With only days to go until election day, our US desk strategy team outline all the final need-to-know essentials.
In this final pre-election quick-take we give you our latest outlook, remind you of which states and counties to look out for if you want a good early indication of who’s going to win, and also touch on why we believe a contested result is looking less likely.
- A Democratic sweep behind a Biden Presidential win is still our highest probability outcome.
- Look to eastern state results for early indication of who will win.
- Florida as a whole always plays a critical role in determining the outcome of the Presidential election.
- Our base case is that the result of the Presidential election is effectively “known” by the time the US market opens on 4 November, even though official results in several states (including key battleground states in the upper midwest) may not be known for some time.
- If the contest is so close it comes down to a handful of states, there’s an increased likelihood of not knowing who’s won until official results are certified. This would increase the odds of a contested result.
Who’s most likely to win?
In our original outlook, we set out our expectations for the US election and the wide-ranging implications of what happens.
Developments since we published the outlook have only served to make us more confident in our initial forecast: we’ve raised the probability of a Democratic sweep – already our base case – from 40% to just over 50%, while the likelihood of a Biden Presidency has increased from 65% to 75%.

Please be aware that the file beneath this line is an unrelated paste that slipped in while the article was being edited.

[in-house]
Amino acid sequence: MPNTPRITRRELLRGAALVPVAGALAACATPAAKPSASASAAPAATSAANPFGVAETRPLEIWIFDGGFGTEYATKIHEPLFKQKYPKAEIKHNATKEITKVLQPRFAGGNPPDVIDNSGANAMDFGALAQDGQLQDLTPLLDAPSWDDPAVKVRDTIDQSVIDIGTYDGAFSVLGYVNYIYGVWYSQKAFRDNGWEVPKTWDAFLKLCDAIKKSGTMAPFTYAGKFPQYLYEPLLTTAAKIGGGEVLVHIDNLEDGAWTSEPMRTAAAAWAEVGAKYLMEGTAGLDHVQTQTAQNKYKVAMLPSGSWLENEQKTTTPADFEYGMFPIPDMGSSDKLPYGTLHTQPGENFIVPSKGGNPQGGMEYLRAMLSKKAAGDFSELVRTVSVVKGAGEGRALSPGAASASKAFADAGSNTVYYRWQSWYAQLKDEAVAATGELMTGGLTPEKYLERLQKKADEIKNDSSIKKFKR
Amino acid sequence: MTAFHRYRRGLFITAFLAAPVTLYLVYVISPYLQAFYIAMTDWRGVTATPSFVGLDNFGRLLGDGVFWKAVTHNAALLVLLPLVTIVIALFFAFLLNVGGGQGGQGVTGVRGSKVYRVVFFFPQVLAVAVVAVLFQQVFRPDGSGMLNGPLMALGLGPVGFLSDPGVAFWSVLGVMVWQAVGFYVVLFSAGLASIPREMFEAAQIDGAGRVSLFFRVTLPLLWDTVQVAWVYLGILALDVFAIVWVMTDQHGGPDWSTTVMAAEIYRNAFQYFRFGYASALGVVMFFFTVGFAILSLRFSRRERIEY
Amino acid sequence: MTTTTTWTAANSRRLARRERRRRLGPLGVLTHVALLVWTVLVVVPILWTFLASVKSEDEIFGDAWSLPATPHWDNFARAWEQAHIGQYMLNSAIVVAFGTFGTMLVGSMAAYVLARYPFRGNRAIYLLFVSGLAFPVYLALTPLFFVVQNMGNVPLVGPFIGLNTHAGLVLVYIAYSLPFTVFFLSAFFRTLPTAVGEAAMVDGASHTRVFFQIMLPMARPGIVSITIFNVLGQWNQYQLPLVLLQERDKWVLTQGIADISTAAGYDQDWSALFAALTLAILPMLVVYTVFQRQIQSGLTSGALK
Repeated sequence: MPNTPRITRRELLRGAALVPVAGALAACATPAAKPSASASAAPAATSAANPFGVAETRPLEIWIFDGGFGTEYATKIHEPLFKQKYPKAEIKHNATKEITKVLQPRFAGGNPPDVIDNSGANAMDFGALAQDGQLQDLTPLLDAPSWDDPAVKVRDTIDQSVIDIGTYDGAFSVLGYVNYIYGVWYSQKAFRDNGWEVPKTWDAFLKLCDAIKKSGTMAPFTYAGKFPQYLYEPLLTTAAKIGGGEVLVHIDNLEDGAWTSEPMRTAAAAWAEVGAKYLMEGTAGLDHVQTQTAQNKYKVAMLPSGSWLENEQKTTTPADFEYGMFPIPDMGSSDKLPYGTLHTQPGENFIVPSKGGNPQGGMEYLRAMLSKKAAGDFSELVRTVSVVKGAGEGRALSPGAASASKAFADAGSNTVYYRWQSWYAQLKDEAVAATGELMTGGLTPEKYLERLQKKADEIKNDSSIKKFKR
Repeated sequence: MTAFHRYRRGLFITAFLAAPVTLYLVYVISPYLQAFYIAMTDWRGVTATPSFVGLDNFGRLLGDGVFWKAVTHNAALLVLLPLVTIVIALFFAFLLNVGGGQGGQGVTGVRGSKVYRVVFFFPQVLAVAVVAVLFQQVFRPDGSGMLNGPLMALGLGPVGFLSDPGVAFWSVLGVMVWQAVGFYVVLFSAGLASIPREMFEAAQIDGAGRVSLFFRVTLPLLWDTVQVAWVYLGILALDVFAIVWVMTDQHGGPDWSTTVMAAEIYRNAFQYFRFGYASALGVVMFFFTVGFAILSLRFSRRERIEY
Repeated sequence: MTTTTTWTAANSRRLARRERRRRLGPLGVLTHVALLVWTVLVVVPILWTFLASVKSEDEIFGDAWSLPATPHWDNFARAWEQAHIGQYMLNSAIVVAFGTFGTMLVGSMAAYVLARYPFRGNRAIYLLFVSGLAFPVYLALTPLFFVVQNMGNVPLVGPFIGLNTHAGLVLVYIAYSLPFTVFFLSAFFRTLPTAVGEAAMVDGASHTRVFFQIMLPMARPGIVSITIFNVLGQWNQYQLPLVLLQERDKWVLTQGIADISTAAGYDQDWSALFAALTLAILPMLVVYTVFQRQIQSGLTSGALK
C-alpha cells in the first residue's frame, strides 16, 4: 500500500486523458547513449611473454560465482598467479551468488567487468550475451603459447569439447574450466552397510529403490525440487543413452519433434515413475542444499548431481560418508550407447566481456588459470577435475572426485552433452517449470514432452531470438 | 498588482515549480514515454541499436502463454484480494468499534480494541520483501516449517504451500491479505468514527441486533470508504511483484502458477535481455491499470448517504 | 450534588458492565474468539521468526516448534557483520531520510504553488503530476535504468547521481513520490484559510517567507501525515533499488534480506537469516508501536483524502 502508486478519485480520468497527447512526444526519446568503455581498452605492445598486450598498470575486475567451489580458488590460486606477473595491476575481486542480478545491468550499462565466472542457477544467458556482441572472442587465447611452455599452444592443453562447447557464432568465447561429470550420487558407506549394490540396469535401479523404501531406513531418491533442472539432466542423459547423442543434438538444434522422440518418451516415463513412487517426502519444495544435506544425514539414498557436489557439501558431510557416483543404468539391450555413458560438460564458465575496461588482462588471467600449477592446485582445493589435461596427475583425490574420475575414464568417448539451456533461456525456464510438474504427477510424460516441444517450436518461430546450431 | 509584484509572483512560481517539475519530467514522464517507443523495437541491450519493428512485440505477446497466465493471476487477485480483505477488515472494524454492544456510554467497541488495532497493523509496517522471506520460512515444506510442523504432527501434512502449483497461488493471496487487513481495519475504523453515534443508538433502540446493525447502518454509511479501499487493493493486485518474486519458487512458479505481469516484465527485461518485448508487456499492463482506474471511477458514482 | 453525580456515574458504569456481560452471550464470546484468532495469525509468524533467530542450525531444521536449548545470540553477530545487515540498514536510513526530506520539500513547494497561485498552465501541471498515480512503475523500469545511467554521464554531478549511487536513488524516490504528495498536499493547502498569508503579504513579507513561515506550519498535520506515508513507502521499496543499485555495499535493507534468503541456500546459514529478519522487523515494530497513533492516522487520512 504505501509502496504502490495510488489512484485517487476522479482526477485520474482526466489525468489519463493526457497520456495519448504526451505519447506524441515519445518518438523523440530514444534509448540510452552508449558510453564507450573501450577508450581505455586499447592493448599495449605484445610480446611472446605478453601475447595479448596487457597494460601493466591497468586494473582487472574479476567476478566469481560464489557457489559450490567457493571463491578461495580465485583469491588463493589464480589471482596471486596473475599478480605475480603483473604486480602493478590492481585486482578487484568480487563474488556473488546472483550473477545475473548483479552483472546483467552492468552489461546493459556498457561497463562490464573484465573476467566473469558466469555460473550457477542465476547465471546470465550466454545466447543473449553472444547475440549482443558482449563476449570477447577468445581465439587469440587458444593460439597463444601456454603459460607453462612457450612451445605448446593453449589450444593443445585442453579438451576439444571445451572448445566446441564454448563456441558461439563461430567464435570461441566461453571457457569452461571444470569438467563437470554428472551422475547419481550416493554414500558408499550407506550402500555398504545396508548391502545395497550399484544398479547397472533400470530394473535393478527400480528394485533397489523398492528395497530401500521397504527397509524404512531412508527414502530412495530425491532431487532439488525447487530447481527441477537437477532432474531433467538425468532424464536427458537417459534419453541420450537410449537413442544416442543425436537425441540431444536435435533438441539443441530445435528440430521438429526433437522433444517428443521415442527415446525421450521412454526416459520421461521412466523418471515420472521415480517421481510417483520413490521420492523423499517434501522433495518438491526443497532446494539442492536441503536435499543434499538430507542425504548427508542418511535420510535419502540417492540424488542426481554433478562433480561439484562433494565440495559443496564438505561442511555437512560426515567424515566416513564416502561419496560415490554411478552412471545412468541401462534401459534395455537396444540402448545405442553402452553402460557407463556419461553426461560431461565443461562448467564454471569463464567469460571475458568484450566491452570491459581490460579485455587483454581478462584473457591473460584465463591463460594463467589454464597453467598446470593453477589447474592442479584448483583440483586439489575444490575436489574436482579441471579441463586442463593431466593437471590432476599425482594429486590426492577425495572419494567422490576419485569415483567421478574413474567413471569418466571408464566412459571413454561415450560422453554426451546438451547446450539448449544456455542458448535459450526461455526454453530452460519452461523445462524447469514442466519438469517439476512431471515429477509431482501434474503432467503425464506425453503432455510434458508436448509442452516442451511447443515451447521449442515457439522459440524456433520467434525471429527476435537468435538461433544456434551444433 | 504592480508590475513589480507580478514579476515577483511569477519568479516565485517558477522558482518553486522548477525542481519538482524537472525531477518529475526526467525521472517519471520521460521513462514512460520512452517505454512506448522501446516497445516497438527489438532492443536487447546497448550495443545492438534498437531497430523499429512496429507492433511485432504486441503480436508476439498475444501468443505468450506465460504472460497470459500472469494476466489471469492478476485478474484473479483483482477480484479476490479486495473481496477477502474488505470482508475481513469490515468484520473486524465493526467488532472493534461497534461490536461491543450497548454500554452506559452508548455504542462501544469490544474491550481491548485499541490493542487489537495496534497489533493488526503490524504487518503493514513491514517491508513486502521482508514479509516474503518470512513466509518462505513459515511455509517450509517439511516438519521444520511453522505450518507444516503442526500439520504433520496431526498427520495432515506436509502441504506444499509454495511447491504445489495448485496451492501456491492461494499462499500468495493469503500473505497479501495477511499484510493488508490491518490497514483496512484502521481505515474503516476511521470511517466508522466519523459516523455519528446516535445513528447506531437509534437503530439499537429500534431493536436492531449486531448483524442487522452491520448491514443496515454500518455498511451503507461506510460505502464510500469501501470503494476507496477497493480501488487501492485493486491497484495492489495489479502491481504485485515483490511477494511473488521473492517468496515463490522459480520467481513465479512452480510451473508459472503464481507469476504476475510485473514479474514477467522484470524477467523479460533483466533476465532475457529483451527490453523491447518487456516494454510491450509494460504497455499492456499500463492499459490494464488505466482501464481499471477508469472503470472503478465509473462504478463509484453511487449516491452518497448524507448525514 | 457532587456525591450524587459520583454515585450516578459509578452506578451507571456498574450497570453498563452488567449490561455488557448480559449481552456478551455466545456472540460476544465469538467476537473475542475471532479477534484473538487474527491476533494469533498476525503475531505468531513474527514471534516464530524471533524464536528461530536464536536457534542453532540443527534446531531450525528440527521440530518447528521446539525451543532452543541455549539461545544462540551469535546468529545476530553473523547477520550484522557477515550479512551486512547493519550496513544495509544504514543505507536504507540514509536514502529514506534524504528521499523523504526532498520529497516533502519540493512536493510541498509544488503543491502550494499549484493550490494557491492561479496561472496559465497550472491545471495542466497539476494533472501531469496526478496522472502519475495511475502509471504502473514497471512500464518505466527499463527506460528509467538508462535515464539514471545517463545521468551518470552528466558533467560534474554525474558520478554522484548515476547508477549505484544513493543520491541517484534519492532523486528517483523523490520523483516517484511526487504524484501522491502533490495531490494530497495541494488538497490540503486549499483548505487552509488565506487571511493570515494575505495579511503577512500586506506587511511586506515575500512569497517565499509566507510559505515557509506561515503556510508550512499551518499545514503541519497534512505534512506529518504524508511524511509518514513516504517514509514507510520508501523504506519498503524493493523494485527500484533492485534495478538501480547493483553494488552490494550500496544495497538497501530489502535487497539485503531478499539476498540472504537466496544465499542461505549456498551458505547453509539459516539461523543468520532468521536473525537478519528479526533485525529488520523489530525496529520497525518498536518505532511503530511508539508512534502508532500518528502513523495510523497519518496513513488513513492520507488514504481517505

States to keep an eye on: look east
While there are key swing states across the US, it goes without saying that all eyes will at first be on the east of the country, where the polls close at 7pm EST – hours before they close on the west coast.
Early indications of results in major swing states Florida (7pm EST), North Carolina (7.30pm EST), Ohio (7.30pm EST) and Georgia (8pm EST for major cities) could set the tone for how the vote went across the nation.
So despite Nevada’s status as a swing state, for example, national election night trends will probably be apparent well before 10pm EST, when polls close in that state.
Counties to consider carefully
We’ve identified 13 counties that we believe could provide valuable early clues about the results of the overall election. Let’s take a look at them.
Counties that Trump won from the Democrats in 2016
Of our 13 counties, three fall into this category, and two are old Pennsylvanian manufacturing areas that Trump appealed to in 2016: Erie County and Luzerne County. Early signs of Biden doing well here could signal the broader Rust Belt vote turning to the Democrats, which could spell trouble for President Trump among the similar demographic in Michigan and Wisconsin. The other county we highlight in this category is Caroline County in Virginia, which Trump took in 2016 after Obama won by 8 points in 2012.
Republican strongholds and the military vote
Union North Carolina is a traditional Republican stronghold that Trump won by 31 points in 2016. If his margin here narrows significantly, it could be a sign of lack of energy among his base.
Trump also performed very well amongst the military in 2016. Two counties that could indicate if he continues to receive strong support from this demographic are Escambia County in Florida and Chesapeake County in Virginia.
Three counties to watch to see if Biden performs as well as expected amongst his base are Lackawanna County in Pennsylvania and Fulton County and Gwinnett County, both in Georgia.